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Russia: Putin Calls For Legal 'Tools' To Counter Terrorism

Shanghai, 19 October 2001 (RFE/RL) -- Russian President Vladimir Putin said in a speech at a summit in Shanghai, China, that the world's governments must create legal instruments that enable a response to terrorism. Putin told leaders at the 21-member Asian Pacific Economic Cooperation summit there is an urgent need to strengthen legislation worldwide: "Today, we are facing threats that are grave and global, which need a prompt and adequate response. Unfortunately, today's set of legal instruments does not offer us the tools to react to these threats adequately and promptly. And we do need such a tool."

Putin said there was no reason for a country to fear globalization. He said more attention needs to be paid to poorer nations as "poverty is the foundation of terrorism and corruption."

Putin also today took the opportunity to reiterate Russia's support for the U.S.-led military operation in Afghanistan: "Whether or not we support the United States, I suppose I don't have to repeat this.... We have declared our direct support for the United States. If you want to know if we our position has changed, I can say 'no, it has not.'"

In other news at the summit, some APEC members at a summit meeting today pressed the U.S. to involve the United Nations in its campaign against terrorism.

Chinese President Jiang Zemin used his first-ever meeting with U.S. President George W. Bush to repeat an earlier call for greater UN participation.

Indonesian Foreign Minister Hassan Wirayuda said his country's president, Megawati Sukarnoputri, and Russian President Vladimir Putin agreed in a meeting today at the summit that the UN should be active in the crisis, with special attention to humanitarian efforts. Indonesia is the world's most populous Muslim country.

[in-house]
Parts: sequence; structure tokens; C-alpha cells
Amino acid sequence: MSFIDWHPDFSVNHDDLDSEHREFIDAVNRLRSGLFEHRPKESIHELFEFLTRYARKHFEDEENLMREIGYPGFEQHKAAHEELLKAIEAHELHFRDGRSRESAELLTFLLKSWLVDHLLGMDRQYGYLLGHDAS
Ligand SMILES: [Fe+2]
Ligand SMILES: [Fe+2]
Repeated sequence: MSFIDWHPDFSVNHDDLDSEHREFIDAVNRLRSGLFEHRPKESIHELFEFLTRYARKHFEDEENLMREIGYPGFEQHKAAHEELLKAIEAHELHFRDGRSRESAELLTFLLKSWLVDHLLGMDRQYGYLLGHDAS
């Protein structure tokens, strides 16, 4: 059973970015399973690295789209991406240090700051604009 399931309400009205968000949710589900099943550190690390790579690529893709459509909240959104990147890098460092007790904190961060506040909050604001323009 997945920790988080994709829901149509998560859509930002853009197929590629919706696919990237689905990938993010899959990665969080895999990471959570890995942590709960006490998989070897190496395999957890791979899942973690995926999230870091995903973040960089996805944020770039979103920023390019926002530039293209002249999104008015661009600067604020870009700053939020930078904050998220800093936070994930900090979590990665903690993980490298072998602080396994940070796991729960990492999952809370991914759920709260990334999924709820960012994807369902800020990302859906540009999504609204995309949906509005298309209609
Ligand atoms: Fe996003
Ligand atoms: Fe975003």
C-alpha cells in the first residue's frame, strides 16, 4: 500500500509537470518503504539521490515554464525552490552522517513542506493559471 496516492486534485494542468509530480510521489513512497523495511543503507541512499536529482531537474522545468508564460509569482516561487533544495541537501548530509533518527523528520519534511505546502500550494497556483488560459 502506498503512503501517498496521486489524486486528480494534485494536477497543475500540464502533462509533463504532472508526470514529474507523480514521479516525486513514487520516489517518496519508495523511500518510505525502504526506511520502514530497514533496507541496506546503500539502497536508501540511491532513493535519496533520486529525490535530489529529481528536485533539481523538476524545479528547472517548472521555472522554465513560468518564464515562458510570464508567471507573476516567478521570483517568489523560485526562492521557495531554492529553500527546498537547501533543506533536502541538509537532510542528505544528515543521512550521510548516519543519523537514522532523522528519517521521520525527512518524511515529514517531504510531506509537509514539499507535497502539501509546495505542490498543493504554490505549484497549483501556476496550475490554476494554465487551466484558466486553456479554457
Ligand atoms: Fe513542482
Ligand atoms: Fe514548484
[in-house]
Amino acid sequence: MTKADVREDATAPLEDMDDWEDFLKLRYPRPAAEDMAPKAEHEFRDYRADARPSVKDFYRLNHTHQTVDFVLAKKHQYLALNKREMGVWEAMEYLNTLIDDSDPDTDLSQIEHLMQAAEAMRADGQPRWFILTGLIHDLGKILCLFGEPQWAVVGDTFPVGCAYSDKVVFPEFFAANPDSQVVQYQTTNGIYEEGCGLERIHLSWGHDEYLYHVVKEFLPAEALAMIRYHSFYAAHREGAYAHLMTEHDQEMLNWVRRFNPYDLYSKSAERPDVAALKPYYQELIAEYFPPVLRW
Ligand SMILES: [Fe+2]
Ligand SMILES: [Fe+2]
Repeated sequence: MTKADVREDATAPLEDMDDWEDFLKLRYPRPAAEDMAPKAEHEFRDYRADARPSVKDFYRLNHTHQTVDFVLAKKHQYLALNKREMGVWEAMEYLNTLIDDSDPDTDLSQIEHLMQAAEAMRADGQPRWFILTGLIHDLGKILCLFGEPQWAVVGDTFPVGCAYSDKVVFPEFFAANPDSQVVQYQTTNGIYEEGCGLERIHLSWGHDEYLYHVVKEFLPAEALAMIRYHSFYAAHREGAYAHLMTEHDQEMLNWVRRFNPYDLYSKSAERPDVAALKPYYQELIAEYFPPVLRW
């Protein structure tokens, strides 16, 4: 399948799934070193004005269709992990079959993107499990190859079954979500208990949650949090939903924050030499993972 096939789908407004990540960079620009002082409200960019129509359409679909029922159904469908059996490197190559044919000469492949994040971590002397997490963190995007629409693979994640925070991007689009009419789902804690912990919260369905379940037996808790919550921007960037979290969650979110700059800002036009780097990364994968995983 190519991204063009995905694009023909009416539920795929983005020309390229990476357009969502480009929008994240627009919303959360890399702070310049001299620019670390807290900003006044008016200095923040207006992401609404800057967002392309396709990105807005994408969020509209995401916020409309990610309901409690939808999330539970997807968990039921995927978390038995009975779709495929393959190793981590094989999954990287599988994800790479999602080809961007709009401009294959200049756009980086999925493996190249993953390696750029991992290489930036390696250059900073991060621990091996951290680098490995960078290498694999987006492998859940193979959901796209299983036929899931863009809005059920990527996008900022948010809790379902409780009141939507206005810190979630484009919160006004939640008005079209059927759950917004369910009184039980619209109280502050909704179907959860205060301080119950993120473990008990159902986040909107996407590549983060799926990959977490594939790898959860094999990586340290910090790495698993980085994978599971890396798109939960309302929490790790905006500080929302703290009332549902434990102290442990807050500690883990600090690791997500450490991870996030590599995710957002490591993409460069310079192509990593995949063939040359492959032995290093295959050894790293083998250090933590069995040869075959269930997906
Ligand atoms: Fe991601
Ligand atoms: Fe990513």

Bush told a press conference today after meeting with Ziang that the Chinese leader agreed to share intelligence and cooperate in blocking funds to terrorist groups.

"There is a firm commitment by this [Chinese] government to cooperate in intelligence matters [and] to help interdict the financing of terrorist organizations.... President Jiang and his government will stand side by side with the American people as we fight this evil force."

U.S. Secretary of State Colin Powell said today he has seen a final version of a declaration of antiterrorism solidarity that APEC members expect to issue at the summit's close on 21 October. He said he is delighted by what he calls the document's "resounding" support for the U.S.-led campaign.

Meanwhile, India and Russia today said there can be no place for the Taliban in any future government in Afghanstan.

The two countries said in a joint statement issued in New Delhi after two days of meetings between Indian officials and Russian First Deputy Foreign Minister Vyacheslav Trubnikov that "a moderate Taliban is a contradiction in terms."

The statement said that the Taliban movement is based on "malevolent, extremist, and violent ideologies" that would endanger the stability of any future Afghan government.

Russia, India, and Iran are key backers of the anti-Taliban Northern Alliance.